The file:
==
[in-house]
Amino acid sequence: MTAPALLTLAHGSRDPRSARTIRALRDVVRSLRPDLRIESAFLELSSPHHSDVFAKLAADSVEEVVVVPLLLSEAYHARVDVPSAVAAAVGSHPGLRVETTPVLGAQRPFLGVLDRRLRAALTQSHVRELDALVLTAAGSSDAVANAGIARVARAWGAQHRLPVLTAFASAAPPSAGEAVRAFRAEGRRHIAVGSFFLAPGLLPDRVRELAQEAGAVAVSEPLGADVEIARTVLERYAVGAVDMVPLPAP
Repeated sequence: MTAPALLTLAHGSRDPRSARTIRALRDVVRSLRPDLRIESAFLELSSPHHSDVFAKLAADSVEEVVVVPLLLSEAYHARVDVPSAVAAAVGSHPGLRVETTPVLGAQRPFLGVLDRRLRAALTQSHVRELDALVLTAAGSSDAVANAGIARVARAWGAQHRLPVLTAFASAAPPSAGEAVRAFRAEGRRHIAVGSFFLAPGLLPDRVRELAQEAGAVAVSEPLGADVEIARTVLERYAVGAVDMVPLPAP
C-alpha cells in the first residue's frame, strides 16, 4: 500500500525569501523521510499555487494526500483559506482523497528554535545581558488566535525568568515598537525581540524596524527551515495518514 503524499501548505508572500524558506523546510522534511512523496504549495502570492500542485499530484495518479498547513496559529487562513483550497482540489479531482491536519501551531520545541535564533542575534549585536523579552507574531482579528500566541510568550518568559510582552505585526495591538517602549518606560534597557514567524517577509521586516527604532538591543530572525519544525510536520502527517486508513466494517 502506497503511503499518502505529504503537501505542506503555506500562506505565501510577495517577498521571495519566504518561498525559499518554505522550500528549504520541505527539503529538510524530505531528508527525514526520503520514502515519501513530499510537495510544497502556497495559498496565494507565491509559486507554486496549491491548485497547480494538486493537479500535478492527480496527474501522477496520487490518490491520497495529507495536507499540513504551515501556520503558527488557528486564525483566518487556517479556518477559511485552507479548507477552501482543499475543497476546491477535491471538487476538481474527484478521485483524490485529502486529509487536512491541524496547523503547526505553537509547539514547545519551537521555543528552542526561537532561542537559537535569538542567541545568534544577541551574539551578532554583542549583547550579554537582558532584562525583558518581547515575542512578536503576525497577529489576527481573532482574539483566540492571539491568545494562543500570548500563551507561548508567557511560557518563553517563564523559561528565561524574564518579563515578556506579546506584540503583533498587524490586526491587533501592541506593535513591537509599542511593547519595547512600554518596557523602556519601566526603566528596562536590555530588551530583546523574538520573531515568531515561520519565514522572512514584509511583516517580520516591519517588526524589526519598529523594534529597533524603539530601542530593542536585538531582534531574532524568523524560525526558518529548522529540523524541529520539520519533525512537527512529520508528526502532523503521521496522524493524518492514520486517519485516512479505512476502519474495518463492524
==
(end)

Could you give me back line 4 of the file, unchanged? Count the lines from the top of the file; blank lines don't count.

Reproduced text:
C-alpha cells in the first residue's frame, strides 16, 4: 500500500525569501523521510499555487494526500483559506482523497528554535545581558488566535525568568515598537525581540524596524527551515495518514 503524499501548505508572500524558506523546510522534511512523496504549495502570492500542485499530484495518479498547513496559529487562513483550497482540489479531482491536519501551531520545541535564533542575534549585536523579552507574531482579528500566541510568550518568559510582552505585526495591538517602549518606560534597557514567524517577509521586516527604532538591543530572525519544525510536520502527517486508513466494517 502506497503511503499518502505529504503537501505542506503555506500562506505565501510577495517577498521571495519566504518561498525559499518554505522550500528549504520541505527539503529538510524530505531528508527525514526520503520514502515519501513530499510537495510544497502556497495559498496565494507565491509559486507554486496549491491548485497547480494538486493537479500535478492527480496527474501522477496520487490518490491520497495529507495536507499540513504551515501556520503558527488557528486564525483566518487556517479556518477559511485552507479548507477552501482543499475543497476546491477535491471538487476538481474527484478521485483524490485529502486529509487536512491541524496547523503547526505553537509547539514547545519551537521555543528552542526561537532561542537559537535569538542567541545568534544577541551574539551578532554583542549583547550579554537582558532584562525583558518581547515575542512578536503576525497577529489576527481573532482574539483566540492571539491568545494562543500570548500563551507561548508567557511560557518563553517563564523559561528565561524574564518579563515578556506579546506584540503583533498587524490586526491587533501592541506593535513591537509599542511593547519595547512600554518596557523602556519601566526603566528596562536590555530588551530583546523574538520573531515568531515561520519565514522572512514584509511583516517580520516591519517588526524589526519598529523594534529597533524603539530601542530593542536585538531582534531574532524568523524560525526558518529548522529540523524541529520539520519533525512537527512529520508528526502532523503521521496522524493524518492514520486517519485516512479505512476502519474495518463492524